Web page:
ACCessory: password inference using accelerometers on smartphones

  title={ACCessory: password inference using accelerometers on smartphones},
  author={Emmanuel Owusu and Jun Han and Sauvik Das and Adrian Perrig and Joy Ying Zhang},
  booktitle={Workshop on Mobile Computing Systems and Applications},
We show that accelerometer readings are a powerful side channel that can be used to extract entire sequences of entered text on a smart-phone touchscreen keyboard. This possibility is a concern for two main reasons. First, unauthorized access to one's keystrokes is a serious invasion of privacy as consumers increasingly use smartphones for sensitive transactions. Second, unlike many other sensors found on smartphones, the accelerometer does not require special privileges to access on current… 

Figures and Tables from this paper

TextLogger: inferring longer inputs on touch screen using motion sensors

The feasibility of inferring long user inputs to readable sentences from motion sensor data is shown, which shows that more sensitive information about the device owners can be exposed by applying text mining technology on the inferred text.

AlphaLogger: detecting motion-based side-channel attack using smartphone keystrokes

AlphaLogger is developed and evaluated - an Android-based application that infers the alphabet keys being typed on a soft keyboard that can be inferred with an accuracy of 90.2% using accelerometer, gyroscope, and magnetometer.

Practicality of accelerometer side channels on smartphones

This paper demonstrates how to use the accelerometer sensor to learn user tap- and gesture-based input as required to unlock smartphones using a PIN/password or Android's graphical password pattern and develops sample rate independent features for accelerometer readings based on signal processing and polynomial fitting techniques.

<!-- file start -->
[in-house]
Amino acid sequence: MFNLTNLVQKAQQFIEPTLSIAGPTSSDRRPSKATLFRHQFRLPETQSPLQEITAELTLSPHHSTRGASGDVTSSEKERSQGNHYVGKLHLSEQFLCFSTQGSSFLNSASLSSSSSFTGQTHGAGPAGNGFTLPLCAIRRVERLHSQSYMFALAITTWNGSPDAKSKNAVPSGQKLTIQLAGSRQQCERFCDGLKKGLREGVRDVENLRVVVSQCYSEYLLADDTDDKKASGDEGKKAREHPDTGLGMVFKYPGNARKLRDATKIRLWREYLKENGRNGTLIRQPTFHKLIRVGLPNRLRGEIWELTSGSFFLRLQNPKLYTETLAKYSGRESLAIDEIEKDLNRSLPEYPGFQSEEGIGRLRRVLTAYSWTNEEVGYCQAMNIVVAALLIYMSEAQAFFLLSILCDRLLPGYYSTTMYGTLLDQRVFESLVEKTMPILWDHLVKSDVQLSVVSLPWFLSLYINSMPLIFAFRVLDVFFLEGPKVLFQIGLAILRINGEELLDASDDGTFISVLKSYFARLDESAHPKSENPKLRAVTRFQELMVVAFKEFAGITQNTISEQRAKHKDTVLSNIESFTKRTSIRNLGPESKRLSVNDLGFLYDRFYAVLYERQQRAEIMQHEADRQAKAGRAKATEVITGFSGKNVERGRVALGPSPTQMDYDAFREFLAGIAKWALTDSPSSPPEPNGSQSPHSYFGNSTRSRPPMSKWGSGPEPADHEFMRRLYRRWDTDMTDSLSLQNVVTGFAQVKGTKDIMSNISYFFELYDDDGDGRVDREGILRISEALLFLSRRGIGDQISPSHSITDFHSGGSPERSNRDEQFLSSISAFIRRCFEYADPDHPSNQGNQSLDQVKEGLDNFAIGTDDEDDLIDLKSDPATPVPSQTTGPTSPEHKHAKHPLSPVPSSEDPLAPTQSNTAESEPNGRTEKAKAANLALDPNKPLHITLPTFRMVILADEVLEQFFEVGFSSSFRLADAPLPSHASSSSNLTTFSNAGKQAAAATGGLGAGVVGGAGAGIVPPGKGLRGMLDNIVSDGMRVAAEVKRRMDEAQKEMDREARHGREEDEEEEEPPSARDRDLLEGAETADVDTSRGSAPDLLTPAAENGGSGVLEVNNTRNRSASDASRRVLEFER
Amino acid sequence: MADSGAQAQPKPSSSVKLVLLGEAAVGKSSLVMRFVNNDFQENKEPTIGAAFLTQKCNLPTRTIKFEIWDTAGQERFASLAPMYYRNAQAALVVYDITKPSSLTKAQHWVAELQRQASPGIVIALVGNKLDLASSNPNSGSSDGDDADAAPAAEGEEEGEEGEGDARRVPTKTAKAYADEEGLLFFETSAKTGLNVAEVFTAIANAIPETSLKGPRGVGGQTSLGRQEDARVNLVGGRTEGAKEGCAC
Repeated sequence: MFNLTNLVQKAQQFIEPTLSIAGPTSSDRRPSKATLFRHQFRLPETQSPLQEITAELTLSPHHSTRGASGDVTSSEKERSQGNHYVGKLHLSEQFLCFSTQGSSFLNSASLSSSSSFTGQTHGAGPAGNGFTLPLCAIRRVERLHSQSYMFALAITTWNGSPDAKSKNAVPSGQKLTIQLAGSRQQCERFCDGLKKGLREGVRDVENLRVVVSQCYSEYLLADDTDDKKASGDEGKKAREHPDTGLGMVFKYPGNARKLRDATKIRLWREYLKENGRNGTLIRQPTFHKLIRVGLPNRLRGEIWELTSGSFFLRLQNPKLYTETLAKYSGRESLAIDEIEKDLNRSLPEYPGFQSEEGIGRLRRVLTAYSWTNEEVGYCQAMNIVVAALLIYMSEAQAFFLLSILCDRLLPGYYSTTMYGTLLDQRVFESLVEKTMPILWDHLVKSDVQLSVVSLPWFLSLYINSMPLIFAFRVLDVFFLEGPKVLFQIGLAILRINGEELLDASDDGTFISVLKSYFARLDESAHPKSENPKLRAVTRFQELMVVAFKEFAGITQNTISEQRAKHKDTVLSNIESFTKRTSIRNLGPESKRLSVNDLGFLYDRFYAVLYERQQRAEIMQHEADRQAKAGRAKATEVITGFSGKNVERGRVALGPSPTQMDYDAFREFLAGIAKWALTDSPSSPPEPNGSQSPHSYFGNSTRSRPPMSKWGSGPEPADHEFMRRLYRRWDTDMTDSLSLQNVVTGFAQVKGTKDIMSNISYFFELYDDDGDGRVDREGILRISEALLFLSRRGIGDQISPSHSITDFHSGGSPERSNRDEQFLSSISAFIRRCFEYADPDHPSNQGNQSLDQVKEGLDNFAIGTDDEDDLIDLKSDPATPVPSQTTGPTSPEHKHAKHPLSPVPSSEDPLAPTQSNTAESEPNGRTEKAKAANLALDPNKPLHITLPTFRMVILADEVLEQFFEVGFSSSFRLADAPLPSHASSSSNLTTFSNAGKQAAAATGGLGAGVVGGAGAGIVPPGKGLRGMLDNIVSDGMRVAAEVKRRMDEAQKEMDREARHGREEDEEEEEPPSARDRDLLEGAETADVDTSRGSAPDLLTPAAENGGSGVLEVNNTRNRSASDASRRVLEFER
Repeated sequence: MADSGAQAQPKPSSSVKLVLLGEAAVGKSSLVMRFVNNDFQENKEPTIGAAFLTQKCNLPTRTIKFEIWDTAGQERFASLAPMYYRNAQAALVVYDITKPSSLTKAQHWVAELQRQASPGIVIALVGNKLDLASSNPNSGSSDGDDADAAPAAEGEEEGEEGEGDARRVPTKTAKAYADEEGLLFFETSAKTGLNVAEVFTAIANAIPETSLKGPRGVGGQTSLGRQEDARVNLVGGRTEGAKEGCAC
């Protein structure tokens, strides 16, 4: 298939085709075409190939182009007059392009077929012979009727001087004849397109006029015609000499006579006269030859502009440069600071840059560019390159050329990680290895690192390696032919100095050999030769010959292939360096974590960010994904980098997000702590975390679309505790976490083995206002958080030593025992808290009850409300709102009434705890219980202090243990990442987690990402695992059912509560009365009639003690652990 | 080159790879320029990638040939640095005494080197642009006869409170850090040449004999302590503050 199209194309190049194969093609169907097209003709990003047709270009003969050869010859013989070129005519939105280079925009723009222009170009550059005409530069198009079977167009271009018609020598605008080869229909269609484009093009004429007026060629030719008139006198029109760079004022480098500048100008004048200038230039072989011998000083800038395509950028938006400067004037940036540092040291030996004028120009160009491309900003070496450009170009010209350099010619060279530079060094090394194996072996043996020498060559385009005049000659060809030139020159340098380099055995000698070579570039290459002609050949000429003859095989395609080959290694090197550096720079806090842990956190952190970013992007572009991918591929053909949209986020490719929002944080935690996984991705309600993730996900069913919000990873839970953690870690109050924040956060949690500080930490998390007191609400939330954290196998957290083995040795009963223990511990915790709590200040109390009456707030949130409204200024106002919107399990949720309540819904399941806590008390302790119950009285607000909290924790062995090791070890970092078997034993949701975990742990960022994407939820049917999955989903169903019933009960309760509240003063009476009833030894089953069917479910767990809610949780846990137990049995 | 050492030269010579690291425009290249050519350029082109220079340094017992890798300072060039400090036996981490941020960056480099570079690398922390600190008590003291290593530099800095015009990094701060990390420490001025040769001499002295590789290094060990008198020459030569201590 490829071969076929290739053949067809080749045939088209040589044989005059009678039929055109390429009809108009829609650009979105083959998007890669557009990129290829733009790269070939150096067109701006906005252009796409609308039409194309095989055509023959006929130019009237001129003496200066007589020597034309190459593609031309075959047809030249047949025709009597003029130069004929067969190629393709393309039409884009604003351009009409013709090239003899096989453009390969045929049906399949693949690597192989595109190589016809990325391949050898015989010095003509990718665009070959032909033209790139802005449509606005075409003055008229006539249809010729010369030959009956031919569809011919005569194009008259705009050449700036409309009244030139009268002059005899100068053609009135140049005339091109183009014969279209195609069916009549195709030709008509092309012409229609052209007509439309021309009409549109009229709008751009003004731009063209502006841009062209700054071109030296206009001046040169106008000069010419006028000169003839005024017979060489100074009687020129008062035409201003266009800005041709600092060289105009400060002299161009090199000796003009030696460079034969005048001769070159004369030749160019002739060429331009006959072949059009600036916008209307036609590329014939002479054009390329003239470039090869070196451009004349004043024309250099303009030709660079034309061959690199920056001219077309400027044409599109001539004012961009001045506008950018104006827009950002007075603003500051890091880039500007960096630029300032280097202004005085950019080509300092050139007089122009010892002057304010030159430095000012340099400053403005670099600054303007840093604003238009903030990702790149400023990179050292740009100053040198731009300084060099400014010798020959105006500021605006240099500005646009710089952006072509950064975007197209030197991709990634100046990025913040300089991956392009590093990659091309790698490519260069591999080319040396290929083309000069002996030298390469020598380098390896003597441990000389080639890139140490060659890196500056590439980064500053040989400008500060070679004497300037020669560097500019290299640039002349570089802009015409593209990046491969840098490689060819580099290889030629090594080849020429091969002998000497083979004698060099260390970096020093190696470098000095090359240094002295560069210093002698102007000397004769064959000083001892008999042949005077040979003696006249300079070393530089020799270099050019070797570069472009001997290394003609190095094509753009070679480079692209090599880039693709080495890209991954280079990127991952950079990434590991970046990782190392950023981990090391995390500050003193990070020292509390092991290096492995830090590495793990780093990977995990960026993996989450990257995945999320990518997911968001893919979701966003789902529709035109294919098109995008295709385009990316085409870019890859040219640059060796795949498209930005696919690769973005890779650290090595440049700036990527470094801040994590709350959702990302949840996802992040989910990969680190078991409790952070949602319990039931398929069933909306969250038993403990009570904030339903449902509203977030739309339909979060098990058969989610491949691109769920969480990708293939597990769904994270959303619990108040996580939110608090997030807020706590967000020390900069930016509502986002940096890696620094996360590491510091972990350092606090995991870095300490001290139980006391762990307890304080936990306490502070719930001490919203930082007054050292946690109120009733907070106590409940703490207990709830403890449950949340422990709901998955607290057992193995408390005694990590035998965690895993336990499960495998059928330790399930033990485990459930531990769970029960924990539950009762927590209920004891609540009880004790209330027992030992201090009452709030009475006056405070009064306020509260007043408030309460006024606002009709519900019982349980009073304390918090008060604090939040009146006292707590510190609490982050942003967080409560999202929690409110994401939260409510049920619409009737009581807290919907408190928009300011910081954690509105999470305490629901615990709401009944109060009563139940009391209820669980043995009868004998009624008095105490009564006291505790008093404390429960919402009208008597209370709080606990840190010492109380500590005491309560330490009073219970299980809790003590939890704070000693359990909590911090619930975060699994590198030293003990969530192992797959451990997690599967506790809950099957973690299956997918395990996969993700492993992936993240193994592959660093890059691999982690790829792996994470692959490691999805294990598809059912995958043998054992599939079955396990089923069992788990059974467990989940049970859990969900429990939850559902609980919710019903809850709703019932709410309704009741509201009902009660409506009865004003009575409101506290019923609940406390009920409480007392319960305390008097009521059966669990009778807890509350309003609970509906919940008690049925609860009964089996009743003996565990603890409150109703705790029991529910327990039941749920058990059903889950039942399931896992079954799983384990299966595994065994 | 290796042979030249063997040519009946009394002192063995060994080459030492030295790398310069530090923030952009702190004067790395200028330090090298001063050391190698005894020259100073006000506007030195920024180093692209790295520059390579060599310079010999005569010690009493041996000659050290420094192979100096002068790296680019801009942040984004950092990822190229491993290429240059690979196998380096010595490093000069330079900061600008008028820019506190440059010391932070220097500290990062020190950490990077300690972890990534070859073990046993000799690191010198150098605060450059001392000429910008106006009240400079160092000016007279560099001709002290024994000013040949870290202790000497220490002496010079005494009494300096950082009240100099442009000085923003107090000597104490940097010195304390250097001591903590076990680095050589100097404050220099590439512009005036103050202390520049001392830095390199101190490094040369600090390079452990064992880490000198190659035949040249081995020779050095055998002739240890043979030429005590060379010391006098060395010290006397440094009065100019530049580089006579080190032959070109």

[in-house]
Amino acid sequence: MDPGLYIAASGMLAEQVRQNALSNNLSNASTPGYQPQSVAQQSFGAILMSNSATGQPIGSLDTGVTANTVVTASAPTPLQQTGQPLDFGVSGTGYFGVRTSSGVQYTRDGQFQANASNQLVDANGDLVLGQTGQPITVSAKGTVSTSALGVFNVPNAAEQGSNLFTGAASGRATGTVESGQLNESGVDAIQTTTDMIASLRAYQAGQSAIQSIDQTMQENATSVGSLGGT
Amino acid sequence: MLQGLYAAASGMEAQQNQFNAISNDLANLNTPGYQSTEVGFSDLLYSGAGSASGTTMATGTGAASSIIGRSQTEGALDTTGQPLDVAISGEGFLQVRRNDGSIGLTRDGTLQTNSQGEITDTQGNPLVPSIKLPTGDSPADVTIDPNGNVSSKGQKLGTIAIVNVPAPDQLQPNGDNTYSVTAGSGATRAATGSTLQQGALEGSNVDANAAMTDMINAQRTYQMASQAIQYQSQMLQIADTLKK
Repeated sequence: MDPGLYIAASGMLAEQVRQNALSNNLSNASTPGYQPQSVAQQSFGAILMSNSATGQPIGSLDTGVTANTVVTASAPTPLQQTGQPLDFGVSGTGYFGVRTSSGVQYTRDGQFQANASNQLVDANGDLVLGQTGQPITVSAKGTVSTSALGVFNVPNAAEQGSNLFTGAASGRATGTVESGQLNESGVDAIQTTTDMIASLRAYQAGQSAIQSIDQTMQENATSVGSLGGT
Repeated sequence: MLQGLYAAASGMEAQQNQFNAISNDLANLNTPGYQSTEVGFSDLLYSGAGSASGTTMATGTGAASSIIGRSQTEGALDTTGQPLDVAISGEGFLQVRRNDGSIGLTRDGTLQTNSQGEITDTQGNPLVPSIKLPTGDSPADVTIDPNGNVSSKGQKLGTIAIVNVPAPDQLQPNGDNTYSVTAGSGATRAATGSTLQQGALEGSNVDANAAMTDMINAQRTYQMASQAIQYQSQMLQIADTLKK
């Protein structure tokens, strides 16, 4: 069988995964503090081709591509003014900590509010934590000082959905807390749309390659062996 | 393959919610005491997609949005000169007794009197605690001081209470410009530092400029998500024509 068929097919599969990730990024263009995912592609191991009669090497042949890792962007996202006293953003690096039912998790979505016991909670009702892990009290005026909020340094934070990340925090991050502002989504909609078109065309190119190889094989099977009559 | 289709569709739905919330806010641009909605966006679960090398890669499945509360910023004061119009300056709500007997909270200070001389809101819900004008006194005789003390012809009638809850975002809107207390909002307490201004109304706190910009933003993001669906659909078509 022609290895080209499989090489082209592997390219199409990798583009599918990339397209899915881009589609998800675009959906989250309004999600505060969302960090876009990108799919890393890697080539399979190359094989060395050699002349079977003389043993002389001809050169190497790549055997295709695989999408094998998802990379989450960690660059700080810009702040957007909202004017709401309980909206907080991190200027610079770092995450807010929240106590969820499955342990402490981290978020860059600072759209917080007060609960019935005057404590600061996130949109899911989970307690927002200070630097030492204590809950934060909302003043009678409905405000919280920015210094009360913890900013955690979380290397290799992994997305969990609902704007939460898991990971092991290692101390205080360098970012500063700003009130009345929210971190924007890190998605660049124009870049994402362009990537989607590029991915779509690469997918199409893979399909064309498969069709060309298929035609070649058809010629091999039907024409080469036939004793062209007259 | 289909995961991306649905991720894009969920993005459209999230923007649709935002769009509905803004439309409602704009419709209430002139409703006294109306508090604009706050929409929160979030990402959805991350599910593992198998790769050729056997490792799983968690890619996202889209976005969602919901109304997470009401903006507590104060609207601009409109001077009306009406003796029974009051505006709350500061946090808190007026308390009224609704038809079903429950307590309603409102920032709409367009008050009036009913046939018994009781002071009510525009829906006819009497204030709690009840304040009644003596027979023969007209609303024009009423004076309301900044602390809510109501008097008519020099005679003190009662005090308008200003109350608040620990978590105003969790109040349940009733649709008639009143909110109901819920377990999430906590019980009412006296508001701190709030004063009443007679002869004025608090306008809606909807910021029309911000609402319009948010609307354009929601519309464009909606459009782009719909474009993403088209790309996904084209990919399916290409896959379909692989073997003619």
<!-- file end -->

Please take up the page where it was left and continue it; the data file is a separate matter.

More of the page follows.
Secure Keyboards Against Motion Based Keystroke Inference Attack

Two kinds of countermeasures against this attack by introducing vibration noise in sensor readings and dynamics in the keyboard layout, respectively are presented, which can effectively reduce the attackers’ keystroke inference accuracy without significantly hurting the typing efficiency.

Side-Channel Inference Attacks on Mobile Keypads Using Smartwatches

Experimental evaluation using commercial off-the-shelf smartwatches and smartphones show that key press inference using smartwatch motion sensors is not only fairly accurate, but also comparable with similar attacks using smartphone motion sensors.

Type and Leak Your Ethnicity on Smartphones

The side channel attack presented in this work demonstrates another potential privacy vulnerability which could be exploited by malicious apps for targeted activities such as advertisements.

Machine Learning for PIN Side-Channel Attacks Based on Smartphone Motion Sensors

It is shown that information about smartphone movements can lead to the identification of a Personal Identification Number (PIN) typed by the user, and the feasibility of PIN cyber-attacks based on motion sensors is shown.

GazeRevealer: Inferring Password Using Smartphone Front Camera

A novel side-channel based keystroke inference framework to infer sensitive inputs on smartphone from video recordings of victim's eye patterns captured from smartphone front camera, and a novel algorithm to extract sensitive eye pattern images from video streams, and classify different eye patterns with Support Vector Classification.

Inferring smartphone keypress via smartwatch inertial sensing